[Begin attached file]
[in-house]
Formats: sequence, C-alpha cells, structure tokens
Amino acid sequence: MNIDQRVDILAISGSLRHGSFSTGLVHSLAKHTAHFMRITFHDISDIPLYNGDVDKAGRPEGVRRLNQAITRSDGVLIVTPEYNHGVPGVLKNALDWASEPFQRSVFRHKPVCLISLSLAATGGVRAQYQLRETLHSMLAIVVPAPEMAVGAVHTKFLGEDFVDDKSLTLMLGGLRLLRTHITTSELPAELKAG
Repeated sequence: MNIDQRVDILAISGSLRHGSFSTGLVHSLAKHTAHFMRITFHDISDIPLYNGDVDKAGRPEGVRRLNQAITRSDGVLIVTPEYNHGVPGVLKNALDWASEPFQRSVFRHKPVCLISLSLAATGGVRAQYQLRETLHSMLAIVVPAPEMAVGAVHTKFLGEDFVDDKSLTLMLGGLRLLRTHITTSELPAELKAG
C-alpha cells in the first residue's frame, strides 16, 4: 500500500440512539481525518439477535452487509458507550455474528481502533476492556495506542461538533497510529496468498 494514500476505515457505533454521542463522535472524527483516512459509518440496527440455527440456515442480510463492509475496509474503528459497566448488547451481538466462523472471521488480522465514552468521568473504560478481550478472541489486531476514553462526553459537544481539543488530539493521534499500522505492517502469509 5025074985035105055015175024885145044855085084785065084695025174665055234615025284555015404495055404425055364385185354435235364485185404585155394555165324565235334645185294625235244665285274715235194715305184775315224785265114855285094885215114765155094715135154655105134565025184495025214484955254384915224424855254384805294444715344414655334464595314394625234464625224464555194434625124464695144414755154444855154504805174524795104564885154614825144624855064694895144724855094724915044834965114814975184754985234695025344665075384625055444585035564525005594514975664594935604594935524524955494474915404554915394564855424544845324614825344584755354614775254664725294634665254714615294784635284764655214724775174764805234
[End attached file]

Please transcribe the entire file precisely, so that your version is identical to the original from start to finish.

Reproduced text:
[in-house]
Formats: sequence, C-alpha cells, structure tokens
Amino acid sequence: MNIDQRVDILAISGSLRHGSFSTGLVHSLAKHTAHFMRITFHDISDIPLYNGDVDKAGRPEGVRRLNQAITRSDGVLIVTPEYNHGVPGVLKNALDWASEPFQRSVFRHKPVCLISLSLAATGGVRAQYQLRETLHSMLAIVVPAPEMAVGAVHTKFLGEDFVDDKSLTLMLGGLRLLRTHITTSELPAELKAG
Repeated sequence: MNIDQRVDILAISGSLRHGSFSTGLVHSLAKHTAHFMRITFHDISDIPLYNGDVDKAGRPEGVRRLNQAITRSDGVLIVTPEYNHGVPGVLKNALDWASEPFQRSVFRHKPVCLISLSLAATGGVRAQYQLRETLHSMLAIVVPAPEMAVGAVHTKFLGEDFVDDKSLTLMLGGLRLLRTHITTSELPAELKAG
C-alpha cells in the first residue's frame, strides 16, 4: 500500500440512539481525518439477535452487509458507550455474528481502533476492556495506542461538533497510529496468498 494514500476505515457505533454521542463522535472524527483516512459509518440496527440455527440456515442480510463492509475496509474503528459497566448488547451481538466462523472471521488480522465514552468521568473504560478481550478472541489486531476514553462526553459537544481539543488530539493521534499500522505492517502469509 5025074985035105055015175024885145044855085084785065084695025174665055234615025284555015404495055404425055364385185354435235364485185404585155394555165324565235334645185294625235244665285274715235194715305184775315224785265114855285094885215114765155094715135154655105134565025184495025214484955254384915224424855254384805294444715344414655334464595314394625234464625224464555194434625124464695144414755154444855154504805174524795104564885154614825144624855064694895144724855094724915044834965114814975184754985234695025344665075384625055444585035564525005594514975664594935604594935524524955494474915404554915394564855424544845324614825344584755354614775254664725294634665254714615294784635284764655214724775174764805234